I stamped a bird as well as a butterfly which was also given me by Chris. In fact, all the stamps of butterflies were given me by Chris.
The bird came from another napkin.
Because of the photo, it's hard to see this is a transparency, but if you actually look at it, you can see the napkin images behind it.
Here it is photographed, rather than scanned. I see a BIG color difference.
I cut the tag a bit short, but once I did, I couldn't go back. Talk about glitter. The entire tag background has lots of glitter. I used a technique I remembered where I pulled the sheet music score off the page using masking tape. What was left was this transparent music.
These adorable flowers were sent me by Annette, another member of this international swap. I think she picked them up in Saudi Arabia.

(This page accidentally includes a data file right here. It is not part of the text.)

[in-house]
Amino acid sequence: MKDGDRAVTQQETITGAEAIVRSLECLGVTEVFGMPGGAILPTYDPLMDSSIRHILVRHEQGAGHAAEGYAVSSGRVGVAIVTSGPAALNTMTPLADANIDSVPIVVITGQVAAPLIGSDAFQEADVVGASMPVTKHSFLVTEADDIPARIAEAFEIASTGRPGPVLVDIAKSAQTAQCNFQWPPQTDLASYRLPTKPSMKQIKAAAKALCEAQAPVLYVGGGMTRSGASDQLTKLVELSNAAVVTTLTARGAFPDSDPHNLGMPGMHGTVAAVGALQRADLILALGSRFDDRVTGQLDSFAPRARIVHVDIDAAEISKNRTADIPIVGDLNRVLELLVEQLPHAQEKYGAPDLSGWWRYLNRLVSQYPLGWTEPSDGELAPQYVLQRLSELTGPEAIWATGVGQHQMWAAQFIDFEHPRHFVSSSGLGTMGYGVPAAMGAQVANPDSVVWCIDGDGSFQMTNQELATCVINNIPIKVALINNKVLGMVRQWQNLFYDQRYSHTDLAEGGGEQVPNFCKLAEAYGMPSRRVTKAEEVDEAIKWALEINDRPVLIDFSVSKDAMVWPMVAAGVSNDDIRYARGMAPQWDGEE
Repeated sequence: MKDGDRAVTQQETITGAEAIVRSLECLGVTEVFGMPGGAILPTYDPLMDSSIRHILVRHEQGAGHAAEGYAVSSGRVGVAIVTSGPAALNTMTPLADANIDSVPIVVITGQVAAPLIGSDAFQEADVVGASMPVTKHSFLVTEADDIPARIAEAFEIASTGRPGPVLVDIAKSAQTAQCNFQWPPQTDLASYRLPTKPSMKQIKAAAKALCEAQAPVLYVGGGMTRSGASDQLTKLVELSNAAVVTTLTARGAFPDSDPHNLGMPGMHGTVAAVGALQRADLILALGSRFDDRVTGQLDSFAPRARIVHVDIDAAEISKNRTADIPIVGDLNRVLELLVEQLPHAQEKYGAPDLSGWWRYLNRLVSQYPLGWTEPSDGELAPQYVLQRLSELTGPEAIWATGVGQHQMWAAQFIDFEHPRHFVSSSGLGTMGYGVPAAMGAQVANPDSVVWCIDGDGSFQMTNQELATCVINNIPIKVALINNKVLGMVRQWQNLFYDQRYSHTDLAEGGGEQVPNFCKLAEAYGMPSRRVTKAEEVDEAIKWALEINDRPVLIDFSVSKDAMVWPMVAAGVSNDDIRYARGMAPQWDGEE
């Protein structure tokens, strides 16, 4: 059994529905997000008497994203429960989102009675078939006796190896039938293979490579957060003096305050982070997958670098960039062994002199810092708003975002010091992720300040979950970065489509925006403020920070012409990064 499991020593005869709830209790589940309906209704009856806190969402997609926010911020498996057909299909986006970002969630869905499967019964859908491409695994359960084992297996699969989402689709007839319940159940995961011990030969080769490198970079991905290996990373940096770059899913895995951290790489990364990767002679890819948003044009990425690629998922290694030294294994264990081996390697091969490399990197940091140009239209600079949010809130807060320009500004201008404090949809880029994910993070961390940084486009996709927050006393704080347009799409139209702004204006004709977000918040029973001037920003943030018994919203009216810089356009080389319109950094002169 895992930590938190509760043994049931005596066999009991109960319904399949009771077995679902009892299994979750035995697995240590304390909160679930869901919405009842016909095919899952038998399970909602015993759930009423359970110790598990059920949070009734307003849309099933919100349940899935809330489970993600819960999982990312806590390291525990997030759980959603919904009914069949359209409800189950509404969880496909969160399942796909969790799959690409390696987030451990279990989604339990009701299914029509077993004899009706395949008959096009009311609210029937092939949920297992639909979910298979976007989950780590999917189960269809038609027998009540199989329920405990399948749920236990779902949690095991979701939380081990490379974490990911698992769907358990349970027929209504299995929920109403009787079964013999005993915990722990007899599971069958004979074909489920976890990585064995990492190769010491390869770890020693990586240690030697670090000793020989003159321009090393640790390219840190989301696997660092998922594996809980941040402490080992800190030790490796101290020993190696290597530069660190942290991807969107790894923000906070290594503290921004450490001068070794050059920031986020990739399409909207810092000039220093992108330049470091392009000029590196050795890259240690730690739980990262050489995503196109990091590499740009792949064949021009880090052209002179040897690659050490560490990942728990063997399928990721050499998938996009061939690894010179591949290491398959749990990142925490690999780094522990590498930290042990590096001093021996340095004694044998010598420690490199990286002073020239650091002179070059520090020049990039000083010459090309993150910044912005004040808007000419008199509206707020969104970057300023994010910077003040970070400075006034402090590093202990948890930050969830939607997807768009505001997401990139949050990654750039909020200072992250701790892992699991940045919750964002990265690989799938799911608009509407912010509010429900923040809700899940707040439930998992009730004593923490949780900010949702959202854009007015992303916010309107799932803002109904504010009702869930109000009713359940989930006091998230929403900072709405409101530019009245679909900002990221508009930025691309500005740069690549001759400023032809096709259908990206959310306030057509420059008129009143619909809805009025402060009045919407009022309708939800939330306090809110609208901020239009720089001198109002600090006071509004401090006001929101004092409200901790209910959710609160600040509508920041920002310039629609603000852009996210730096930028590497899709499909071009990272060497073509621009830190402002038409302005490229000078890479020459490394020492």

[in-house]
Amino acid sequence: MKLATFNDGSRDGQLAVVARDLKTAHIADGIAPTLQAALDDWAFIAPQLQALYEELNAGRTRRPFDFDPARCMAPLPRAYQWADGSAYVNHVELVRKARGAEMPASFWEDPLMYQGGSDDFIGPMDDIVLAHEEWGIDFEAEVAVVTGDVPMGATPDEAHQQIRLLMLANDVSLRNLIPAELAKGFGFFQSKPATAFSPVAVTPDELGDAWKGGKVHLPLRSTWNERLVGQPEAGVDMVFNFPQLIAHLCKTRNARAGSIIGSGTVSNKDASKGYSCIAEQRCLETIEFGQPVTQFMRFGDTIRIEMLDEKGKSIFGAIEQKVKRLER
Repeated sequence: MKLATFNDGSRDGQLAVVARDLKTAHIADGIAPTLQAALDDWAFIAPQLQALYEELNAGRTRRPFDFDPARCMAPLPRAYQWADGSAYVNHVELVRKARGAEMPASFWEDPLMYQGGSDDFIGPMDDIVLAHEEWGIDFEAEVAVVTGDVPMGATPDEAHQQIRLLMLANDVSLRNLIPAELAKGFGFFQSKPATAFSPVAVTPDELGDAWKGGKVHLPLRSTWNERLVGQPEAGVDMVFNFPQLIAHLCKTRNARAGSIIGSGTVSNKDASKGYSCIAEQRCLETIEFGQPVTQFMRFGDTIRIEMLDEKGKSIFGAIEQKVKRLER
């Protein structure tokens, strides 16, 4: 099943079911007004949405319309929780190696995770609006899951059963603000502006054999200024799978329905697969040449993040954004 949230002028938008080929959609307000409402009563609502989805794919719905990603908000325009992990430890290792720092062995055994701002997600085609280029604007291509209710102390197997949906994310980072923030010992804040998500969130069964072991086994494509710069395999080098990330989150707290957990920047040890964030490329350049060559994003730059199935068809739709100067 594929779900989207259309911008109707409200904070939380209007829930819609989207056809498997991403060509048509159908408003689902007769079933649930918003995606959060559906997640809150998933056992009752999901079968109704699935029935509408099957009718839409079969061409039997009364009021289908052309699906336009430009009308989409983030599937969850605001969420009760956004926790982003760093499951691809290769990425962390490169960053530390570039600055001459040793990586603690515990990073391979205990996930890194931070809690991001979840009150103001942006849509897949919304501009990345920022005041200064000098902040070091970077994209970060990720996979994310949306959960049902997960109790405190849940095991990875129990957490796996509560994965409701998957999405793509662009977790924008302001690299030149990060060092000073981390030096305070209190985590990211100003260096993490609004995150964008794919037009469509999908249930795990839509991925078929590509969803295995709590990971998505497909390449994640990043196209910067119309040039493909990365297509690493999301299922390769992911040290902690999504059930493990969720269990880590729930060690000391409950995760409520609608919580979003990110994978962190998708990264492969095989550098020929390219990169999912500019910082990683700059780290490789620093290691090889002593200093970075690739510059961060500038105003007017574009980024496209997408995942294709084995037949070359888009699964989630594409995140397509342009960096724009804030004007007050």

Chris's one request was NO FROGS, so I thought I would oblige her with this on the back of the tag. The rest of the tag information was added after I photographed this.
I hope you enjoyed these tip-ins I created for Chris, because what I thought was going to be an easy theme (In my garden), turned out to be a bit of a nightmare for me. I understand that Chris was not too disappointed with her frog, though!
Thanks for joining me for this voyage and Chris's pages. I have one final person to create pages for, so hope to do that now that I have finished my second Thursday tutorial. And of course, thanks for your continued support of my art.